As we wrote in an earlier article, the Nvidia GeForce GTS 250 series is not something really new and innovative, yet is a good combination of technical characteristics and price. The model with 1024 megabytes of graphics memory and a full-featured G92b core has a recommended price of $149. The higher-class product GeForce GTX 285 comes at an official recommended price of $399 and its retail price even starts from $340 now.
We know that Nvidia’s single-chip flagship can successfully oppose the ATI Radeon HD 4850 X2 as well as a CrossFireX tandem consisting of two ordinary Radeon HD 4850 cards. Considering that two GeForce GTS 250 1GB cards cost about $300, we wonder how good this pair would be in SLI mode. Theoretically, this configuration has a chance to beat the GeForce GTX 285 because it has more shader processors (256 against 240) and more texture processors (128 against 80). Additionally, the G92b chip can be clocked at higher frequencies than the G200b.
So, it is going to be interesting to compare a GeForce GTS 250 SLI with a GeForce GTX 285. This comparison will make sense until the latter’s retail price declines to $300 and lower, which will not be quick due to the high manufacturing cost of the G200b chip. Of course, running two graphics cards in multi-GPU mode has its downsides and your mainboard must support the appropriate technology. Such a configuration will depend on software optimizations, but we guess that the opportunity of getting more speed in modern games than from a GeForce GTX 285 will appeal to many gamers. We are going to make this comparison in this review and see if building such a configuration makes any sense.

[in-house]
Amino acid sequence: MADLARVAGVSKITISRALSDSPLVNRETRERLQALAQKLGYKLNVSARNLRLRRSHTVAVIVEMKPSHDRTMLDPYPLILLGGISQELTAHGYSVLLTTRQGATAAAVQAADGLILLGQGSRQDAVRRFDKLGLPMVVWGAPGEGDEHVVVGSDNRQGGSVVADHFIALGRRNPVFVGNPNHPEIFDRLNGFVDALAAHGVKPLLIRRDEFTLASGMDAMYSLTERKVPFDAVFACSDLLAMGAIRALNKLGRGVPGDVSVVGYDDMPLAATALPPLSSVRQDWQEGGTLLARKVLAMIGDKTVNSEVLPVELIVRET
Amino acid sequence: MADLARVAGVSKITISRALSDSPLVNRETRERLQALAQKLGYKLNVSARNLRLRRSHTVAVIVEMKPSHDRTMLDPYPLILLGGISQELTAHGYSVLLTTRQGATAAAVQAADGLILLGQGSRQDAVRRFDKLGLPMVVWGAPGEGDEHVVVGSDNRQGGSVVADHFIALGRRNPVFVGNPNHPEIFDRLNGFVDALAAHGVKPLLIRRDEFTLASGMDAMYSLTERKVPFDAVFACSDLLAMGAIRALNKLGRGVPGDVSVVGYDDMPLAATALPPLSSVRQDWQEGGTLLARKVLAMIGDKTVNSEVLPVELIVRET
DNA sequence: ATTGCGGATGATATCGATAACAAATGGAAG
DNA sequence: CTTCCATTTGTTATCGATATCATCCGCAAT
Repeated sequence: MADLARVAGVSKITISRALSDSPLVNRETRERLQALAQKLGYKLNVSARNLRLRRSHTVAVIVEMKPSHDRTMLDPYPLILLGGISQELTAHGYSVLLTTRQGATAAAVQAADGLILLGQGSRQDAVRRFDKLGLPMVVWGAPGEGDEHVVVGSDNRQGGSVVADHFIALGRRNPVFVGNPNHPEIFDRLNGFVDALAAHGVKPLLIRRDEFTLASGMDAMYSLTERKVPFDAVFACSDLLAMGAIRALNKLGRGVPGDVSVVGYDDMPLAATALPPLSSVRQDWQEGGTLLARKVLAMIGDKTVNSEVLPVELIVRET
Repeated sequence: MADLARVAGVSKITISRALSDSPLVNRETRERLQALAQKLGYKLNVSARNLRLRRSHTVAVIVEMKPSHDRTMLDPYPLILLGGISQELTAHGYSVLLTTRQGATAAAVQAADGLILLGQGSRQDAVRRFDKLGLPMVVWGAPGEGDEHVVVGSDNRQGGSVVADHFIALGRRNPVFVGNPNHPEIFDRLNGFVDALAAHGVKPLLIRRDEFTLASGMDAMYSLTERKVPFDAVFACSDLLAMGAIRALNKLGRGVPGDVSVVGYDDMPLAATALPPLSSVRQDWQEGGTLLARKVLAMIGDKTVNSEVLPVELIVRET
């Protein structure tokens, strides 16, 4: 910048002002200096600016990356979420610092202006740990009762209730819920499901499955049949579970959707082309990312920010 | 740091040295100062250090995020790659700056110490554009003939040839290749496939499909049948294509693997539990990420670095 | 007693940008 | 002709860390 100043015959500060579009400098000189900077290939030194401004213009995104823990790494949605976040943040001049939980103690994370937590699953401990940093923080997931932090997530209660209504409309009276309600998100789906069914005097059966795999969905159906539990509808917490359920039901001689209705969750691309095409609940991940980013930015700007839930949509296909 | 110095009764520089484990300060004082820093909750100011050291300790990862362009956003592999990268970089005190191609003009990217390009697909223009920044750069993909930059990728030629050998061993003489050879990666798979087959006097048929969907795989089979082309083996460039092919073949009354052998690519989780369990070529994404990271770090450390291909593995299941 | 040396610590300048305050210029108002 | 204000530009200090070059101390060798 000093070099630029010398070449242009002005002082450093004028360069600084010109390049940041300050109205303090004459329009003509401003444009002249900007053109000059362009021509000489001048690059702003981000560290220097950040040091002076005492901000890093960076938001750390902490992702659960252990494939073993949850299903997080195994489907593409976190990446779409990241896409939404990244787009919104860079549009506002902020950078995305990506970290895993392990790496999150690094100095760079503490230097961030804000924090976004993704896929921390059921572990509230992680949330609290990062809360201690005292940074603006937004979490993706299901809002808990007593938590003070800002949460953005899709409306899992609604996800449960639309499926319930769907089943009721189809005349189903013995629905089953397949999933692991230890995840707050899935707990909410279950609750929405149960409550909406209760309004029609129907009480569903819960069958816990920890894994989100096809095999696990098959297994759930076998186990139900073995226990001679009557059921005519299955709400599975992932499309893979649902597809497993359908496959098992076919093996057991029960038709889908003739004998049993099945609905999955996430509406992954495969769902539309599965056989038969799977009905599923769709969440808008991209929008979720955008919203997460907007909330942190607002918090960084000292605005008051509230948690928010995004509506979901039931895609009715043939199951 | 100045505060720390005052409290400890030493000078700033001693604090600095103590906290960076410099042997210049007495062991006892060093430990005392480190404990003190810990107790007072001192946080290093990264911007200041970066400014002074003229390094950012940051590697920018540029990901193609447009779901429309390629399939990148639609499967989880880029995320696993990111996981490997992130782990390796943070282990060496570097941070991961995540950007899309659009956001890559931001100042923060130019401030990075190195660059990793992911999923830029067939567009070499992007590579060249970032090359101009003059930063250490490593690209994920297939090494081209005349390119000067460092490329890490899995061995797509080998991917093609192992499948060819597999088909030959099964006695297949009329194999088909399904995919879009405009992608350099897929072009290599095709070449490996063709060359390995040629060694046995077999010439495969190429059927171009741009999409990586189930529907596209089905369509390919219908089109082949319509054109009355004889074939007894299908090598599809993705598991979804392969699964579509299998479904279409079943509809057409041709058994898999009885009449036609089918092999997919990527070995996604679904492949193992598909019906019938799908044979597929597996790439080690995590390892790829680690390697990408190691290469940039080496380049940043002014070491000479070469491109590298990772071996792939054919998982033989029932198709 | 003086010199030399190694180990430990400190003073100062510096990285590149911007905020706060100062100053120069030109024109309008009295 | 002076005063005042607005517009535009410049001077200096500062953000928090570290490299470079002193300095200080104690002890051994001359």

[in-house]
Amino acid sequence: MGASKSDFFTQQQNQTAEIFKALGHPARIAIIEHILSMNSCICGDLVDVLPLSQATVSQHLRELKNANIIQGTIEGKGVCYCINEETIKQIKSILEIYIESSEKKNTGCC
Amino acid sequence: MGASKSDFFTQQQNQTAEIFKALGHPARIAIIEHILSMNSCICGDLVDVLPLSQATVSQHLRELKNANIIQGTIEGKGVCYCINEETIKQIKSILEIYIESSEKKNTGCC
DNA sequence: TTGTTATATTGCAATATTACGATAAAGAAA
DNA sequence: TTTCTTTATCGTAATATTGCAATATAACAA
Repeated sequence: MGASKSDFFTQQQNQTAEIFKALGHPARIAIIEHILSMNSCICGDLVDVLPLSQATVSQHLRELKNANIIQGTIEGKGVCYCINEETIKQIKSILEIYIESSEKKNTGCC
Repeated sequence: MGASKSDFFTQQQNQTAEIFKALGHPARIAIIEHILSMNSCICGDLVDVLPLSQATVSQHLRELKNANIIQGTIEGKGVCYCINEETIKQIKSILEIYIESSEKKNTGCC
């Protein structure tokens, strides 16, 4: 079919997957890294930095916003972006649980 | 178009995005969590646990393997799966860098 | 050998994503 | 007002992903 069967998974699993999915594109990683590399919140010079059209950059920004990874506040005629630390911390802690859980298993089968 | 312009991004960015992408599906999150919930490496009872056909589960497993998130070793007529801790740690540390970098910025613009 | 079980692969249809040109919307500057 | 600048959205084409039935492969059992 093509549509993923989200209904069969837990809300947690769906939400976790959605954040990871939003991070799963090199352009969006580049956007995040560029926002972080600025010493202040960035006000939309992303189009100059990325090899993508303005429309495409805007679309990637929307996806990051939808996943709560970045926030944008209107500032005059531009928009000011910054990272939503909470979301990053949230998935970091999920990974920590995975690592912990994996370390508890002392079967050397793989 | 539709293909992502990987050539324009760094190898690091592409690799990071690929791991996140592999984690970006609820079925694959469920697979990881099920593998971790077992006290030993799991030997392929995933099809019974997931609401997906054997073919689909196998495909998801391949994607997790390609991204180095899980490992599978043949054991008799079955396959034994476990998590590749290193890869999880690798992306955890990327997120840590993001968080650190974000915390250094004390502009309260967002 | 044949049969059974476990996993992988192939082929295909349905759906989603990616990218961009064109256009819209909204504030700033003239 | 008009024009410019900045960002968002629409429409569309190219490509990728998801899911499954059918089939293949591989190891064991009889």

We will also tell you about two new and interesting GeForce GTS 250 1GB models, each with its particular highs and lows. These are EVGA GeForce GTS 250 Superclocked Edition and Gigabyte GV-N250OC-1GI.